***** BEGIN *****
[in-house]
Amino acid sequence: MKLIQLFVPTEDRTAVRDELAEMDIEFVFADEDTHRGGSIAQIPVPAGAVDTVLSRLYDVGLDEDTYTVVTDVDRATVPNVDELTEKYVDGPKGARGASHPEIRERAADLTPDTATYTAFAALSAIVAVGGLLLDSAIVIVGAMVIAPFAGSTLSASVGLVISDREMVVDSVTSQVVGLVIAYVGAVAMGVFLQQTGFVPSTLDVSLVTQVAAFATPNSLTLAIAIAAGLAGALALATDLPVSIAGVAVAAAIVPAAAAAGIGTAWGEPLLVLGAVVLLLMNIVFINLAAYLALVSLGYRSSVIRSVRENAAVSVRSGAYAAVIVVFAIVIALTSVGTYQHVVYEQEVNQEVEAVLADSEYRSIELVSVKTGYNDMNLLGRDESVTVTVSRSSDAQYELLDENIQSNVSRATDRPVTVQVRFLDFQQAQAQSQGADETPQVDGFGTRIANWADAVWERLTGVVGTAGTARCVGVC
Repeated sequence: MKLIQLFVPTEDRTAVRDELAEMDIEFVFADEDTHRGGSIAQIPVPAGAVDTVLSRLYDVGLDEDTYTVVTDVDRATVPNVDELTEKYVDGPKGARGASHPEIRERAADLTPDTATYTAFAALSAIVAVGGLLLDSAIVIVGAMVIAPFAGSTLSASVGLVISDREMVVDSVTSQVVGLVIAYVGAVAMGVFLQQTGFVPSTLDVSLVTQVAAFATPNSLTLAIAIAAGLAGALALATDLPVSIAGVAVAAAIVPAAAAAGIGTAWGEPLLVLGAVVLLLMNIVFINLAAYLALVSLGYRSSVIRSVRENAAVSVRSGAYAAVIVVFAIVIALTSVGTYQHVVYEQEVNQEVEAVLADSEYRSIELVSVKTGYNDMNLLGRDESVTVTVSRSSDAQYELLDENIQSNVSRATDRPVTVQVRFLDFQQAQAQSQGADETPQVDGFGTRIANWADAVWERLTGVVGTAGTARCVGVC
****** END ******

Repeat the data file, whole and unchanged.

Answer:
[in-house]
Amino acid sequence: MKLIQLFVPTEDRTAVRDELAEMDIEFVFADEDTHRGGSIAQIPVPAGAVDTVLSRLYDVGLDEDTYTVVTDVDRATVPNVDELTEKYVDGPKGARGASHPEIRERAADLTPDTATYTAFAALSAIVAVGGLLLDSAIVIVGAMVIAPFAGSTLSASVGLVISDREMVVDSVTSQVVGLVIAYVGAVAMGVFLQQTGFVPSTLDVSLVTQVAAFATPNSLTLAIAIAAGLAGALALATDLPVSIAGVAVAAAIVPAAAAAGIGTAWGEPLLVLGAVVLLLMNIVFINLAAYLALVSLGYRSSVIRSVRENAAVSVRSGAYAAVIVVFAIVIALTSVGTYQHVVYEQEVNQEVEAVLADSEYRSIELVSVKTGYNDMNLLGRDESVTVTVSRSSDAQYELLDENIQSNVSRATDRPVTVQVRFLDFQQAQAQSQGADETPQVDGFGTRIANWADAVWERLTGVVGTAGTARCVGVC
Repeated sequence: MKLIQLFVPTEDRTAVRDELAEMDIEFVFADEDTHRGGSIAQIPVPAGAVDTVLSRLYDVGLDEDTYTVVTDVDRATVPNVDELTEKYVDGPKGARGASHPEIRERAADLTPDTATYTAFAALSAIVAVGGLLLDSAIVIVGAMVIAPFAGSTLSASVGLVISDREMVVDSVTSQVVGLVIAYVGAVAMGVFLQQTGFVPSTLDVSLVTQVAAFATPNSLTLAIAIAAGLAGALALATDLPVSIAGVAVAAAIVPAAAAAGIGTAWGEPLLVLGAVVLLLMNIVFINLAAYLALVSLGYRSSVIRSVRENAAVSVRSGAYAAVIVVFAIVIALTSVGTYQHVVYEQEVNQEVEAVLADSEYRSIELVSVKTGYNDMNLLGRDESVTVTVSRSSDAQYELLDENIQSNVSRATDRPVTVQVRFLDFQQAQAQSQGADETPQVDGFGTRIANWADAVWERLTGVVGTAGTARCVGVC